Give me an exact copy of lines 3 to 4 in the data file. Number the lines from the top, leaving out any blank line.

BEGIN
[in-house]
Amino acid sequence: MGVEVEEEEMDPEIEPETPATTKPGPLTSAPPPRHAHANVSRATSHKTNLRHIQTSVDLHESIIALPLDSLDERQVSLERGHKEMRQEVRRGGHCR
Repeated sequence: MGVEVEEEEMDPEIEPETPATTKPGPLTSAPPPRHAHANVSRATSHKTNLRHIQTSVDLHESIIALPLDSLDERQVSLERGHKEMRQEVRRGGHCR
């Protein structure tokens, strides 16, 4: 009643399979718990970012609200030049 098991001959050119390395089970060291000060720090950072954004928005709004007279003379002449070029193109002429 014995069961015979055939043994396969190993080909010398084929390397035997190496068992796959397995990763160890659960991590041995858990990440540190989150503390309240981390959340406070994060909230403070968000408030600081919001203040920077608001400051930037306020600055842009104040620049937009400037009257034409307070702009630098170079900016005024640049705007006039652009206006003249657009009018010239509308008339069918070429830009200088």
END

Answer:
Repeated sequence: MGVEVEEEEMDPEIEPETPATTKPGPLTSAPPPRHAHANVSRATSHKTNLRHIQTSVDLHESIIALPLDSLDERQVSLERGHKEMRQEVRRGGHCR
């Protein structure tokens, strides 16, 4: 009643399979718990970012609200030049 098991001959050119390395089970060291000060720090950072954004928005709004007279003379002449070029193109002429 014995069961015979055939043994396969190993080909010398084929390397035997190496068992796959397995990763160890659960991590041995858990990440540190989150503390309240981390959340406070994060909230403070968000408030600081919001203040920077608001400051930037306020600055842009104040620049937009400037009257034409307070702009630098170079900016005024640049705007006039652009206006003249657009009018010239509308008339069918070429830009200088």